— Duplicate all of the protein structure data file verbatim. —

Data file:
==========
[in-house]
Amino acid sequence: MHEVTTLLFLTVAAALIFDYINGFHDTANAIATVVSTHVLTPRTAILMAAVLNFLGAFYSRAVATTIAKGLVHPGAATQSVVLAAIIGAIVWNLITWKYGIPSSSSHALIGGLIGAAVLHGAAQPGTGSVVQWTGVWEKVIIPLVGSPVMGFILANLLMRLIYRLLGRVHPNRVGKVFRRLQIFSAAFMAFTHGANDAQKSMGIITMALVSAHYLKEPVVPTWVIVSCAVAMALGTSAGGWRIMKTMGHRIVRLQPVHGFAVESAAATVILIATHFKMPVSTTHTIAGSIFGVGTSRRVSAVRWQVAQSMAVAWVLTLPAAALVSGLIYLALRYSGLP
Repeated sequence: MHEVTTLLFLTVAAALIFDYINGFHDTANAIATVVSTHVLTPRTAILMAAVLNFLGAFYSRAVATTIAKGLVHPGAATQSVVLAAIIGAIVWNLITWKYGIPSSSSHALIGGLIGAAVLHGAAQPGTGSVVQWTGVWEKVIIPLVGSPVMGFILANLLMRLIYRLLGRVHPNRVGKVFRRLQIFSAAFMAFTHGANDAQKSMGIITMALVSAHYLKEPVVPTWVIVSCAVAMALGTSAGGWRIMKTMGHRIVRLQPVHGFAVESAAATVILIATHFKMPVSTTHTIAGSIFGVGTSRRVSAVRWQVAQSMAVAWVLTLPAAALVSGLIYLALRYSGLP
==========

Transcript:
[in-house]
Amino acid sequence: MHEVTTLLFLTVAAALIFDYINGFHDTANAIATVVSTHVLTPRTAILMAAVLNFLGAFYSRAVATTIAKGLVHPGAATQSVVLAAIIGAIVWNLITWKYGIPSSSSHALIGGLIGAAVLHGAAQPGTGSVVQWTGVWEKVIIPLVGSPVMGFILANLLMRLIYRLLGRVHPNRVGKVFRRLQIFSAAFMAFTHGANDAQKSMGIITMALVSAHYLKEPVVPTWVIVSCAVAMALGTSAGGWRIMKTMGHRIVRLQPVHGFAVESAAATVILIATHFKMPVSTTHTIAGSIFGVGTSRRVSAVRWQVAQSMAVAWVLTLPAAALVSGLIYLALRYSGLP
Repeated sequence: MHEVTTLLFLTVAAALIFDYINGFHDTANAIATVVSTHVLTPRTAILMAAVLNFLGAFYSRAVATTIAKGLVHPGAATQSVVLAAIIGAIVWNLITWKYGIPSSSSHALIGGLIGAAVLHGAAQPGTGSVVQWTGVWEKVIIPLVGSPVMGFILANLLMRLIYRLLGRVHPNRVGKVFRRLQIFSAAFMAFTHGANDAQKSMGIITMALVSAHYLKEPVVPTWVIVSCAVAMALGTSAGGWRIMKTMGHRIVRLQPVHGFAVESAAATVILIATHFKMPVSTTHTIAGSIFGVGTSRRVSAVRWQVAQSMAVAWVLTLPAAALVSGLIYLALRYSGLP